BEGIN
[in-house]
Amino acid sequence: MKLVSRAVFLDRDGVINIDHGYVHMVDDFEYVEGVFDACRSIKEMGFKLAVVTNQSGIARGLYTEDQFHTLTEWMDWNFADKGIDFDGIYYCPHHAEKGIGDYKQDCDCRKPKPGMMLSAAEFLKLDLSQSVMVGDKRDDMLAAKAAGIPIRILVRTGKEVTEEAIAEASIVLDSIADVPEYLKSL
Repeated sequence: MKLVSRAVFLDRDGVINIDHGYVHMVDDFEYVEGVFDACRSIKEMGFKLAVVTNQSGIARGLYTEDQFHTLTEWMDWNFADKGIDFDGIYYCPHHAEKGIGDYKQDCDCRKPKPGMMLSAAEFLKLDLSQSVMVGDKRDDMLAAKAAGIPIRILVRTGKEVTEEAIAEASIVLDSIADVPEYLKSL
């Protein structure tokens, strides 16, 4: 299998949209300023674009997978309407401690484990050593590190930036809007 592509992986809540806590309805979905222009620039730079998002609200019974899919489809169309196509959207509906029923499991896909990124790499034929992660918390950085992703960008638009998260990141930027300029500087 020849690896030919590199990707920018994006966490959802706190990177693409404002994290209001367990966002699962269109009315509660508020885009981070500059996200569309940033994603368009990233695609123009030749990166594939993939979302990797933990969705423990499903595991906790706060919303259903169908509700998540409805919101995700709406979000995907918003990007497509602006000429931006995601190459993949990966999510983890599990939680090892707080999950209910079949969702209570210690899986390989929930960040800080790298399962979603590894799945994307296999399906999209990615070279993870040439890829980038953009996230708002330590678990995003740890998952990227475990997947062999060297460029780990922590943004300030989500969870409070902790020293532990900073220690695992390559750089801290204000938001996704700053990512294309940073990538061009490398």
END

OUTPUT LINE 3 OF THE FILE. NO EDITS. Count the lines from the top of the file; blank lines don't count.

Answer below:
Repeated sequence: MKLVSRAVFLDRDGVINIDHGYVHMVDDFEYVEGVFDACRSIKEMGFKLAVVTNQSGIARGLYTEDQFHTLTEWMDWNFADKGIDFDGIYYCPHHAEKGIGDYKQDCDCRKPKPGMMLSAAEFLKLDLSQSVMVGDKRDDMLAAKAAGIPIRILVRTGKEVTEEAIAEASIVLDSIADVPEYLKSL